A monument commemorating the victims of the March 11, 2004 train bombings in Madrid is lying sprawled on the floor inside the city’s Atocha railway station, the focal point of the Islamist attacks that killed 191 people.
The structure is an 11-meter-tall, hollow glass cylinder that rises above the station. From within, it should be possible to walk inside and look up at the messages of condolence that line the inside.
But for the last two months, the plastic lining on which the messages are written has not been receiving sufficient air pressure to remain vertical. As a result, it has collapsed on to the floor and commuters are only able to see a crumpled pile as they pass by. At the entrance hangs a sign reading: “Closed for maintenance.”
Madrid Mayor Manuela Carmena has said the city is working to repair the memorial as soon as possible
“Last week I saw some technicians going in,” said a security guard at the nearby subway. “There was a problem with the compressed air unit.”
“Up until two weeks ago, there were two staff members there in charge of the structure,” said a worker at a bar across from the monument, who declined to give her name. “But nobody comes round any more, everything is closed and it’s stayed that way.”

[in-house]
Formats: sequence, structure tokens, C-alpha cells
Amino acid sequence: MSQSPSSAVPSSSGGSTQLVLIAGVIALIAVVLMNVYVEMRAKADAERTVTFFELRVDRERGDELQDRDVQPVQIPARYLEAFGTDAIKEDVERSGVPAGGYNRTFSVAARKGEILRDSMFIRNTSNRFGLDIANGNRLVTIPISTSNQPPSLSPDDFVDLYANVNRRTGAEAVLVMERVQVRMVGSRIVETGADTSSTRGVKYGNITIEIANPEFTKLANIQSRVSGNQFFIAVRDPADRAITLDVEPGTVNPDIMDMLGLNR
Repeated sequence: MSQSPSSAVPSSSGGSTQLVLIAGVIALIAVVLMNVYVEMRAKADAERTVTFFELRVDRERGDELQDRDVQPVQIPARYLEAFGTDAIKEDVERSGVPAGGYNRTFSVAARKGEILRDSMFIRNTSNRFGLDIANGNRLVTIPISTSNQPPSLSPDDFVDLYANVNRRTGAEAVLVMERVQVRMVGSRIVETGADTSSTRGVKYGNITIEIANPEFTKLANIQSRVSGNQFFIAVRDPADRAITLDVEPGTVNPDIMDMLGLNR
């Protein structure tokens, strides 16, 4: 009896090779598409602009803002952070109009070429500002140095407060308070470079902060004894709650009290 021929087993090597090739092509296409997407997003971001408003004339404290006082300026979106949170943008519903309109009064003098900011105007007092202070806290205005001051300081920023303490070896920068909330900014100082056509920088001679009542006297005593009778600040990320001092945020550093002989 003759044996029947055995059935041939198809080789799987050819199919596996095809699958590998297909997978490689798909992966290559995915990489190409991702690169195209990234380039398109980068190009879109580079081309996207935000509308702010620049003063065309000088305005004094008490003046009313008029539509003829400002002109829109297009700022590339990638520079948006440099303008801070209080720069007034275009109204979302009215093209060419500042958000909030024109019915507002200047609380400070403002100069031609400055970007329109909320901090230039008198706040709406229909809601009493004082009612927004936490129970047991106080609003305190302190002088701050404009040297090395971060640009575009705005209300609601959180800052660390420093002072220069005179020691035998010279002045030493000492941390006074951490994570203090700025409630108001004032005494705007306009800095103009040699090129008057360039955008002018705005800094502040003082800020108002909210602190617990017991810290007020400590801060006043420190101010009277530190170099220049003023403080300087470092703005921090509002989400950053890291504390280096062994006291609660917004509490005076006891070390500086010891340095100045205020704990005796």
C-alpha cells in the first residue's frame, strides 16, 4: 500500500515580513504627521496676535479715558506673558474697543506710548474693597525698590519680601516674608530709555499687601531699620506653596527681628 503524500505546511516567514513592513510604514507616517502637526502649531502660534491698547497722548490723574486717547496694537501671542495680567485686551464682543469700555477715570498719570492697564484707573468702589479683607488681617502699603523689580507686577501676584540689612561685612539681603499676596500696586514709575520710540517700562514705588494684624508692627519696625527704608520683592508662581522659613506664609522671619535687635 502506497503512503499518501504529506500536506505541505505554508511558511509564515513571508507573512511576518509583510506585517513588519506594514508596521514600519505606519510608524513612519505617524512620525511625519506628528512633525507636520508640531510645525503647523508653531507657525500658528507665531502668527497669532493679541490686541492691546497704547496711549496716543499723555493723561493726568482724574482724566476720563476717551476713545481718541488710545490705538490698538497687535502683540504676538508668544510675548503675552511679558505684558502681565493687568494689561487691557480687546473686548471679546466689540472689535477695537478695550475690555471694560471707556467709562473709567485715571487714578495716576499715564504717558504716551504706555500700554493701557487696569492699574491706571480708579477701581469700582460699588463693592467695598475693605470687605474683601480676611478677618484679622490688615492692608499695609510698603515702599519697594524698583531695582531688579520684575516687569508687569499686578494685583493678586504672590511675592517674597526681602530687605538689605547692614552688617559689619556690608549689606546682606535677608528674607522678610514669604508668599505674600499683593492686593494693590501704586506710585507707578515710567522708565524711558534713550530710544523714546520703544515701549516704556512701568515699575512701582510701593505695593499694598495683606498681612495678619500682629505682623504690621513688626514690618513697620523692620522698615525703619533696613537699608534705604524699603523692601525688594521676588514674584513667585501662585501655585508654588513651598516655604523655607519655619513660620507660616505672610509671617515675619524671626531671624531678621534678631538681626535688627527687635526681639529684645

This is the fifth time that the plastic lining has collapsed in recent years, according to the 11-M Terrorism Victims Association.
“We made inquiries at the Public Works Ministry and Adif [the railway infrastructure manager], but we never received a reply,” explains association president Pilar Manjón.
The memorial, which is not officially listed as a city monument, has been plagued by problems since it opened in 2007. Just two years after its inauguration, the top of the glass cylinder cracked.
“It is in a complete state of dereliction,” adds Manjón, who says that Adif had opposed the entire idea of a memorial in Atocha “because it thought it was a negative image for the company.”
Sources at railway operator Renfe insist that it is the city of Madrid, not itself, which is responsible for maintaining the monument.
Madrid Mayor Manuela Carmena has since said her city government is working to repair the memorial as soon as possible.
In a statement made on Tuesday, Carmena said the municipal head of cultural affairs, Celia Mayer, was now working on the case, the Efe news agency reported.
The city council has allocated €220,000 of the 2016 budget to refurbishing the structure.
English version by Susana Urra.